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Issue 78 October 2003 RSS

Allan Sekula

Generali Foundation, Vienna, Austria

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As an art student around 1970 Allan Sekula realized that numerous American photographers of the early 20th century had escaped his notice. In the postwar period the socio-critical work of Lewis Hine or Dorothea Lange, some of which was state-commissioned during the New Deal, was sidelined with lasting effect as part of an equally state-sponsored campaign of anti-communism. Sekula identified a process of canonization that gave preference to, for example, Paul Strand’s images of the Modernist sublime from the same period. This process seemed guided not by criteria of quality but by the dictates of cultural policy, and, according to Sekula, the Museum of Modern Art played no small part in it.

For Sekula this and similar insights were a revelation, causing him to abandon his previous artistic approaches in favour of photography. The quasi-retrospective at the Generali Foundation tracks this development. In Gallery Voice Montage (1970) Sekula was still playing on painting issues such as monochromism and seriality: the two white canvases hung side by side turn out to conceal a pair of loudspeakers over which secretly recorded comments by visitors to the gallery are played back. Soon after this, Sekula made his pictures speak in other ways. He began by documenting actions of his own: stealing steaks and throwing them on to the motorway as a pun on consumerism in Meat Mass (1972). A job at a restaurant lead to his critique of exploitation in This Ain’t China: A Photonovel (1974), while his work as an art lecturer spawned School is a Factory (1978-80), where education is exposed as a joyless holding facility, its social promises mere camouflage. When advances in productivity are planned, the losers are always already part of the equation.

To avoid the pictorialism of early documentary photography Sekula explores various sequencing techniques. In Untitled Slide Sequence (1972) workers leaving their workplace are shown as a succession of movie frames, while Portraits of Salespeople (1973) is an experiment with the ‘sociological’ frontality of August Sander. Since Aerospace Folktales (1973) Sekula has made increasing use of text. This story was supplied by his own family: his father had lost his job in the arms industry due to post-Vietnam redundancies. Until this point his social ambitions had been more or less fulfilled, but even during his unemployment he clung unwaveringly to his neo-liberal ideas and petty bourgeois sense of guilt. It becomes apparent that for Sekula political radicalization and the creation of a multi-faceted narrative are not mutually exclusive, but interdependent.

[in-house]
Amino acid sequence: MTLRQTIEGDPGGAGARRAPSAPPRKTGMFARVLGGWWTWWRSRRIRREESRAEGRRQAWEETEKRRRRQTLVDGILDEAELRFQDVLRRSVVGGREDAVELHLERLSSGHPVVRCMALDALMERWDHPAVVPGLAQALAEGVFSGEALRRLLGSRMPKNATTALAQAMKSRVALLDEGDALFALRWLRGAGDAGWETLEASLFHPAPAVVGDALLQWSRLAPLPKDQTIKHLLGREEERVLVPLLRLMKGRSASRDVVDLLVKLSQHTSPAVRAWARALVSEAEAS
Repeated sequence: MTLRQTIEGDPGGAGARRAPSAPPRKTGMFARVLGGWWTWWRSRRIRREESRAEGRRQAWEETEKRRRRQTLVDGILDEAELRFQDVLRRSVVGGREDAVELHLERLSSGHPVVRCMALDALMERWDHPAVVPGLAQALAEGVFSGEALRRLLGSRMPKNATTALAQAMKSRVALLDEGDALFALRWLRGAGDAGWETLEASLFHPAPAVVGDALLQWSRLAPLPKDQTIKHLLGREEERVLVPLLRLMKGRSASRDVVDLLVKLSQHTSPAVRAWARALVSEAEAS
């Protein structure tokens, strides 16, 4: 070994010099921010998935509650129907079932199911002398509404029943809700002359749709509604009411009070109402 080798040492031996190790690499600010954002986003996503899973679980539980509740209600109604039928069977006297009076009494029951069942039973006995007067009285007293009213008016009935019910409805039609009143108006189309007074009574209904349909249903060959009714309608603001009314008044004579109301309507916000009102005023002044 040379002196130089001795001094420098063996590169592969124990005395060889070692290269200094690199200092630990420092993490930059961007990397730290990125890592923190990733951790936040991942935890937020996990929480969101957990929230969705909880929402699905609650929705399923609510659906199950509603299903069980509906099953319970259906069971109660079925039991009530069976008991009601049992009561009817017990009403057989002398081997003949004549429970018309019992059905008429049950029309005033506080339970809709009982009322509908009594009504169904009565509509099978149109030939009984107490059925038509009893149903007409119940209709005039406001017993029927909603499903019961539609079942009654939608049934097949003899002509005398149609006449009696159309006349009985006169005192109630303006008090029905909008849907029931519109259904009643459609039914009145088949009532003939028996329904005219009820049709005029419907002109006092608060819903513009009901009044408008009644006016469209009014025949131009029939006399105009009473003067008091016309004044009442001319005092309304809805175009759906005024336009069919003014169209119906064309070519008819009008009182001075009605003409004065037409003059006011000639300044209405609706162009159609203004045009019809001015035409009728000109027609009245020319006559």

This piece saw Sekula revealing his own biography to an unusual degree. His sympathies, however, lay less with those who revelled in feelings of individual guilt than with those who had at least the remnants of a pronounced political will. Freeway to China (1998-9) documents the upheavals in ports following the introduction of containers and factory ships. Sticking to the theme of the transportation industry, the high seas have almost become a leitmotif in Sekula’s work since the 1980s: globalization not only affects the flow of capital, but also potentially facilitates solidarity between workers in the ports of Liverpool, Los Angeles and Sydney.

Such descriptions may suggest that Sekula’s work primarily involves well-meaning documentation of injustice. One way to appreciate the fact that a more complex story is being told is to sit down and read the information material provided, a pleasure that is only slightly dampened by the clumsily themed seating arrangements, like the camp bed in front of War Without Bodies (1991-6). In this series Sekula refers to the ideology of a supposedly ‘clean’, remote-control, disembodied warfare launched during the first Gulf War of 1991. The photographs present a contrasting picture: visitors at a military show stick their fingers down the muzzle of a multi-barrel artillery gun with almost erotic delight. One of the accompanying texts tells the story of the USS Iowa, whose gun turret exploded in 1989. Although it was caused by ageing equipment, the public was sold a story of homosexual vengeance - which was about as accurate as describing the film Battleship Potemkin (1925) as a piece of homophobic pulp fiction.

Manfred Hermes

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First published in
Issue 78, October 2003

by Manfred Hermes

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